We had a rough one last night, Lilly whimpering, clinging to me all night. While I was lying there hugging and comforting her, I couldn't make up my mind if I'd rather it wasn't physical or emotional. Yesterday we had our second ECFE class of this semester with new kids in her class, several of whom will cry during separation. And that makes both me and my little Lilly sad. On top of it all, her best friend Anna took a spill head down the stairs from the little doll area.
All afternoon and evening yesterday, Lilly kept processing all of this. "Anna fell. Anna cried. Hug Anna." And then she'd talk about the other children who'd cried, the little snotty girl who kept coughing. The little boy. The other boy. And so on.
Well, this morning I asked why her night had been so rough; was she feeling sick? No. Sad? Yes. And then the same processing all over again.
Ahh, it makes me miss our fall class, no matter how much I kvetched about that. But none of the parents in that class would separate if their children cried. For a while a couple of the parents would stay with their children, but then when the kids were ready, they'd join us.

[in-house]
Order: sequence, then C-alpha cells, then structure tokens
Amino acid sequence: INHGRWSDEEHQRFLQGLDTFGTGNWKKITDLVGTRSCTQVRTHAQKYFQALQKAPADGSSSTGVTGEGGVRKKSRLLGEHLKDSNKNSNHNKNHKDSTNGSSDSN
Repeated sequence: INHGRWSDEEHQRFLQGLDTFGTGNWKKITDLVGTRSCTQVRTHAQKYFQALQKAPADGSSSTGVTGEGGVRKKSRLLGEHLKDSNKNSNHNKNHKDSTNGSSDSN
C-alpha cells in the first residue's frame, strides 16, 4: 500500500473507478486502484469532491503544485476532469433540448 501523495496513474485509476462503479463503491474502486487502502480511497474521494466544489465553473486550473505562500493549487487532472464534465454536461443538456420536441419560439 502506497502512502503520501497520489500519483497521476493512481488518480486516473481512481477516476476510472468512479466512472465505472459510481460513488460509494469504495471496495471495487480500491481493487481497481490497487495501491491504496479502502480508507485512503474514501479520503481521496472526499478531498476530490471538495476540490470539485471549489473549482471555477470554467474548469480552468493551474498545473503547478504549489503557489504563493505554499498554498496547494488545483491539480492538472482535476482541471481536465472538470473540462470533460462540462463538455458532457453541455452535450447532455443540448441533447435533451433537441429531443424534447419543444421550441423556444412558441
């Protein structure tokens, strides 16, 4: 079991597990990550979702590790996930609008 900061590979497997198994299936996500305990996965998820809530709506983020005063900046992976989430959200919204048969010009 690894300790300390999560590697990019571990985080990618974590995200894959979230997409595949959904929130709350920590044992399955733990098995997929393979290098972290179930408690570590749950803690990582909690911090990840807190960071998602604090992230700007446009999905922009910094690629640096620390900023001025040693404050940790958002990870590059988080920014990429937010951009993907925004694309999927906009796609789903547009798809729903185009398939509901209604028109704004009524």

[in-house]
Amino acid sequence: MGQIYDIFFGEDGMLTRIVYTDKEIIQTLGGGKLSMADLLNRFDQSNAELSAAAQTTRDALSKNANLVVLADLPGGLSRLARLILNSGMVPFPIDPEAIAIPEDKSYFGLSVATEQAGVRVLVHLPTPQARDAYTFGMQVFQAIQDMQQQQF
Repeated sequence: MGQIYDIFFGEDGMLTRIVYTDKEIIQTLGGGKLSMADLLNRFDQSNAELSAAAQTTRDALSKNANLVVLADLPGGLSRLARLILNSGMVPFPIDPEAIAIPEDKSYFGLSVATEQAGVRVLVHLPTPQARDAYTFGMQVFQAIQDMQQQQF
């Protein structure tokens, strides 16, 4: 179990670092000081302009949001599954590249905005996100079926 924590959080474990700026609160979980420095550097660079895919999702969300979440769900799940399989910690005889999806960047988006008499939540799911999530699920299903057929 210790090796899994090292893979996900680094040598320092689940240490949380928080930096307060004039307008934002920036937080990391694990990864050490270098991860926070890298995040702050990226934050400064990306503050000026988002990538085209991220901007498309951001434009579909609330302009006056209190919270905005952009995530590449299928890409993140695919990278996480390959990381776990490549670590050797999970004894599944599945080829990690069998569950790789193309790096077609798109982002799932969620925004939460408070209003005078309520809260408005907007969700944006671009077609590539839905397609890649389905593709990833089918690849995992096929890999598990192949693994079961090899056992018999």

I realize I may be in the minority here about not letting Lilly cry. For us, this has meant that I couldn't work out for months, because Lilly would cry if I left her in the gym's child watch area. Now she's happy there, that is except for whenever children there are sad, which aches me too.
The results are in from the poll on crying and children's sleep, and I'm clearly in the minority in that department: 12 % checked no cry, 31 % some cry, and 56 % let cry.
A friend of mine has sleep trained her children, and whenever I'm there and she's putting the babies down for a nap, she'll check with me if I'm okay with some crying. And truly, I've always been when I'm there. Because none of her kids ever cry in a despondent manner, just in a whiny tired way. Which is different from what I've heard at the gym and yesterday at ECFE. My friend's kids are all thriving little ones, you get the sense they feel safely harbored at home. She'll joke with me about how we're so different in our parenting, yet such good friends, but really I feel like we're a lot alike as parents too. We both find it important to stay calm, caring, attentive and grounded in ourselves and in our parenting, and I think that has a lot to do with why our kids are the way they are, well-adjusted sociable happy kids.
What do you think about this? I'd love to hear your thoughts and opinions. And please cast your voice in the poll on the sidebar when you have a moment. Thanks!